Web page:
Shai Gilgeous-Alexander stock is on the rise; just how high will he climb?


Shai Gilgeous-Alexander stock is on the rise; just how high will he climb?

John Calipari's 2017 recruiting class featured five McDonald's All-Americans and Hamidou Diallo, a former five-star recruit who nearly jumped to the NBA the previous year. It also included a lanky 6-foot-6 point guard named Shai Gilgeous-Alexander. And for the first part of the 2017-18 season, the Toronto native who played his final two high school years in Tennessee, appeared to be a nice fit off the bench for Calipari.

But something flipped. Gilgeous-Alexander was inserted into the starting lineup for good on January 9 and never looked back. He played his best basketball beginning in late February to the end of the season, a span of 10 games against eight NCAA Tournament opponents. In those games Gilgeous-Alexander averaged 19.0 points, 6.3 rebounds and 6.7 assists. He shot 51 percent from the field, 50 percent from deep and 84 percent from the free throw line, and added 1.4 steals in nearly 38 minutes per game for good measure. He was one of the best players in the country, and on a team with five McDonald's All-Americans, he was Calipari's best freshman.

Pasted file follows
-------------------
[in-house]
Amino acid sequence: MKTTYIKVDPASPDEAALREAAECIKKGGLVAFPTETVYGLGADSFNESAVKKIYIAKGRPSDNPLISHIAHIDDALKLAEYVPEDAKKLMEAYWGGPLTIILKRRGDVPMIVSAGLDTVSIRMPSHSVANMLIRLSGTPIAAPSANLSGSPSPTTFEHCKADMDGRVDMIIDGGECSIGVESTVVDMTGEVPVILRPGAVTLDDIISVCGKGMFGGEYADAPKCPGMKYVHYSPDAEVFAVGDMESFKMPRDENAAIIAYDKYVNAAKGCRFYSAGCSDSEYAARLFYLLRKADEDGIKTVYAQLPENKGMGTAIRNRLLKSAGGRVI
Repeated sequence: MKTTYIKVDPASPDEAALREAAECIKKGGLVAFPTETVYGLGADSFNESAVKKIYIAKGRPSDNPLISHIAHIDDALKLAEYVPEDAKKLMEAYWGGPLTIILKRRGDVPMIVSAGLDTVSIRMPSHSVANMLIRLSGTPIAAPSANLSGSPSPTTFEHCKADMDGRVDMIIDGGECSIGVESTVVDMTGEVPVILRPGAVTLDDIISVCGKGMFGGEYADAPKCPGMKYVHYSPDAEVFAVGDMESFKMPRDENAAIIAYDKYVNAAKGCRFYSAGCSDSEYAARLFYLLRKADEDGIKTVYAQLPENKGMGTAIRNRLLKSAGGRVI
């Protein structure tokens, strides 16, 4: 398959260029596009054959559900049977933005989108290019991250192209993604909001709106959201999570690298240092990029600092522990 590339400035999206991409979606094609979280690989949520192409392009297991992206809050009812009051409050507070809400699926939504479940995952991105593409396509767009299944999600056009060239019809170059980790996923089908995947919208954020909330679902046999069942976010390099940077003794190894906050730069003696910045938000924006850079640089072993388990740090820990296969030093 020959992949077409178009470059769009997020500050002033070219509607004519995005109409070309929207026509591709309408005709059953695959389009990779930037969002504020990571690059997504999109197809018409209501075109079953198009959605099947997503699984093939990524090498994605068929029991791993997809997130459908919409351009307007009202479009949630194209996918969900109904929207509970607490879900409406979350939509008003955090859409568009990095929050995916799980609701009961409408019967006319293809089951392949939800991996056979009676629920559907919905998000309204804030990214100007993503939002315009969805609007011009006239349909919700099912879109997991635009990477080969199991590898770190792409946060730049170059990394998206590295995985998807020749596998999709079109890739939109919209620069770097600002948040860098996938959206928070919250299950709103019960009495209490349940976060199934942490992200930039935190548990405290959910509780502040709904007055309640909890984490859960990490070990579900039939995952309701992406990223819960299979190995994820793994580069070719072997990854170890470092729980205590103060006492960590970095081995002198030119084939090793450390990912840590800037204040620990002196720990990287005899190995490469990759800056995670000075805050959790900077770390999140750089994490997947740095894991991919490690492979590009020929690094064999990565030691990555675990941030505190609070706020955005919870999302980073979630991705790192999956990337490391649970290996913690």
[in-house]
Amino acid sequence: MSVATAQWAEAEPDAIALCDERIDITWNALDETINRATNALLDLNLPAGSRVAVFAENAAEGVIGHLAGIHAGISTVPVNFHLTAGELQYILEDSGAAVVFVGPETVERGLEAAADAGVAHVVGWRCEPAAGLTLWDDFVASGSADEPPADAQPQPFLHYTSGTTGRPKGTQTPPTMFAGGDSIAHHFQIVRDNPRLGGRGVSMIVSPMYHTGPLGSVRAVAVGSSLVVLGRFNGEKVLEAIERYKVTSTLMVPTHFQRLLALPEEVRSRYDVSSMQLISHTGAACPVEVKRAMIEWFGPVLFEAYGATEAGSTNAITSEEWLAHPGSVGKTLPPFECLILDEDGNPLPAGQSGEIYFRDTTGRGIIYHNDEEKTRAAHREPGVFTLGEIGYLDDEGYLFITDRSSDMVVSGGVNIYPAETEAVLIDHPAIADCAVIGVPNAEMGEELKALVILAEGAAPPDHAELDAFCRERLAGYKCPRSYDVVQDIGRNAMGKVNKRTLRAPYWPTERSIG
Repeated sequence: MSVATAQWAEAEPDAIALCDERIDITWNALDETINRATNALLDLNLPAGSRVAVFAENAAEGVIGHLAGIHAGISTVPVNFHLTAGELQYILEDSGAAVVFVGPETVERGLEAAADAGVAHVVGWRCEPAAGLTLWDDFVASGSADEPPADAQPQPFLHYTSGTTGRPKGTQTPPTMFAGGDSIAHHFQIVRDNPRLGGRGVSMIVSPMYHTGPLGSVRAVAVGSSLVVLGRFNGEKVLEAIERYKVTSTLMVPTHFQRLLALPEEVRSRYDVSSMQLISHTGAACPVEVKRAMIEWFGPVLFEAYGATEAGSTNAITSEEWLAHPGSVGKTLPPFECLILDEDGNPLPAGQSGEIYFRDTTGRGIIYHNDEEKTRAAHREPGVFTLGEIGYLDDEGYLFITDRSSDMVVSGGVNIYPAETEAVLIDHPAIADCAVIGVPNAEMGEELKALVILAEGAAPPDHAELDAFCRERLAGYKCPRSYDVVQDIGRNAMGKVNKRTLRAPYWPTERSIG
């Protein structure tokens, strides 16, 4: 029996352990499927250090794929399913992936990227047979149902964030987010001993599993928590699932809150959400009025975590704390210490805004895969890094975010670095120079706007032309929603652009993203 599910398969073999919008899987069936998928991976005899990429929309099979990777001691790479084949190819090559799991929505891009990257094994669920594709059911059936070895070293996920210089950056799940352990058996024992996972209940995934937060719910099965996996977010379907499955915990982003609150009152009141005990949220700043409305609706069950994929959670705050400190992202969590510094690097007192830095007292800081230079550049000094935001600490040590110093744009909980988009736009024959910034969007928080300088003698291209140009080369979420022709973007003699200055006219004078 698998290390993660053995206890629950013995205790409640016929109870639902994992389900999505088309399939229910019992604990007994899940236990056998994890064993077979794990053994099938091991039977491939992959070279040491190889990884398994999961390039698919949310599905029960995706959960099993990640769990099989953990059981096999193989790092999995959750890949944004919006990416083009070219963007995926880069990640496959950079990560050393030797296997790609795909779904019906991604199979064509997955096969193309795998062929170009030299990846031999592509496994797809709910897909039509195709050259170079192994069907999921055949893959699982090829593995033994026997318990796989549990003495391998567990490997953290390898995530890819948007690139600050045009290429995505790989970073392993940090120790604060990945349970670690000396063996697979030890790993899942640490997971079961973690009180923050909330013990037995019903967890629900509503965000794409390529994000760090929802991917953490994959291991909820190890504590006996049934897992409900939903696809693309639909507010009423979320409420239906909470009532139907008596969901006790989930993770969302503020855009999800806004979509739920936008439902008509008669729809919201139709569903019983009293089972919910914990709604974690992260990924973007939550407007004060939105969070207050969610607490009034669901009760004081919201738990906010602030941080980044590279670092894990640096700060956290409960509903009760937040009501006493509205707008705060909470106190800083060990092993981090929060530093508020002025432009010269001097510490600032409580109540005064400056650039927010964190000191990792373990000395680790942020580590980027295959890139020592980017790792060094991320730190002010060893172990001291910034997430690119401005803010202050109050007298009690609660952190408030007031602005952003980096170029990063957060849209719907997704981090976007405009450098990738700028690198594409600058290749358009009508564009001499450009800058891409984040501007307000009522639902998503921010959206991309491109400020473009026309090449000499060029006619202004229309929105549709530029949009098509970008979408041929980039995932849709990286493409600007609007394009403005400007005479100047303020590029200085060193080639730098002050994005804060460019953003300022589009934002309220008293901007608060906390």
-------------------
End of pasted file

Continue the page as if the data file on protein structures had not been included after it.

"I knew with how hard I worked that anything was possible," SGA said at last week's NBA Draft Combine in Chicago. "It was just a matter of time before it started clicking and I started to get it rolling."

That stretch included a 17-point, 10-assist double-double against Ole Miss, a 29-point showing against Tennessee in the SEC Tournament, and 27 more points in the second round of the NCAA Tournament against Buffalo. Even in his worst game of the stretch, a 15-point effort against Kansas State in the Tournament, he made up for 2 of 10 shooting by getting to the free throw line 12, converting 11 of them.

It made his decision to make the jump to the NBA an easy one - that, and another loaded Calipari recruiting class incoming. He stands taller than just about any other point guard in the class and might have as good a jump shot as any. He's adept at getting to the rim, averaging 4.7 free throw attempts per game (that number jumped to 5.6 after he became a starter, and 7.5 in those final 10 games of the season. He isn't the quickest guard in the class, but he uses his feet well, is able to find open shooters due to his height and improved on making mistakes on drive-and-kicks as the season went on.